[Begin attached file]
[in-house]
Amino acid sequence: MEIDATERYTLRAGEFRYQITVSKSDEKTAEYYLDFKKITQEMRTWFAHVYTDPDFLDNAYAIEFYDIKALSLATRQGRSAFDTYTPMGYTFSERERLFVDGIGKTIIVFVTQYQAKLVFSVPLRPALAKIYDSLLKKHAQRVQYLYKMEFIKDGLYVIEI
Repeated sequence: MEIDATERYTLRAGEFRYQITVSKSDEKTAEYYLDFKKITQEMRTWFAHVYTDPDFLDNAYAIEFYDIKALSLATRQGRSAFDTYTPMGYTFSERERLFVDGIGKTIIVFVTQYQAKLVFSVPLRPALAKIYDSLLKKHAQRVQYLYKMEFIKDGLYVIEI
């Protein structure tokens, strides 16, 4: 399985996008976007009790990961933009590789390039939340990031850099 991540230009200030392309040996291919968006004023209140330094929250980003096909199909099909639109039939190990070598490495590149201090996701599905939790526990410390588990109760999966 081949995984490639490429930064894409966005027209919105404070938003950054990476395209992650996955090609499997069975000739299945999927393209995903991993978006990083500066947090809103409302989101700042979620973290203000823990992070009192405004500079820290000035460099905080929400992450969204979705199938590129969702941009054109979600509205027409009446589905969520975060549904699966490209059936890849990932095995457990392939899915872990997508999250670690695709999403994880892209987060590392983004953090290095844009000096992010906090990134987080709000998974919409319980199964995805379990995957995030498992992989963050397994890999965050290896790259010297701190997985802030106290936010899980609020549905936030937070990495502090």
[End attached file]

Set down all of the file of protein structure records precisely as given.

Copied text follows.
[in-house]
Amino acid sequence: MEIDATERYTLRAGEFRYQITVSKSDEKTAEYYLDFKKITQEMRTWFAHVYTDPDFLDNAYAIEFYDIKALSLATRQGRSAFDTYTPMGYTFSERERLFVDGIGKTIIVFVTQYQAKLVFSVPLRPALAKIYDSLLKKHAQRVQYLYKMEFIKDGLYVIEI
Repeated sequence: MEIDATERYTLRAGEFRYQITVSKSDEKTAEYYLDFKKITQEMRTWFAHVYTDPDFLDNAYAIEFYDIKALSLATRQGRSAFDTYTPMGYTFSERERLFVDGIGKTIIVFVTQYQAKLVFSVPLRPALAKIYDSLLKKHAQRVQYLYKMEFIKDGLYVIEI
């Protein structure tokens, strides 16, 4: 399985996008976007009790990961933009590789390039939340990031850099 991540230009200030392309040996291919968006004023209140330094929250980003096909199909099909639109039939190990070598490495590149201090996701599905939790526990410390588990109760999966 081949995984490639490429930064894409966005027209919105404070938003950054990476395209992650996955090609499997069975000739299945999927393209995903991993978006990083500066947090809103409302989101700042979620973290203000823990992070009192405004500079820290000035460099905080929400992450969204979705199938590129969702941009054109979600509205027409009446589905969520975060549904699966490209059936890849990932095995457990392939899915872990997508999250670690695709999403994880892209987060590392983004953090290095844009000096992010906090990134987080709000998974919409319980199964995805379990995957995030498992992989963050397994890999965050290896790259010297701190997985802030106290936010899980609020549905936030937070990495502090």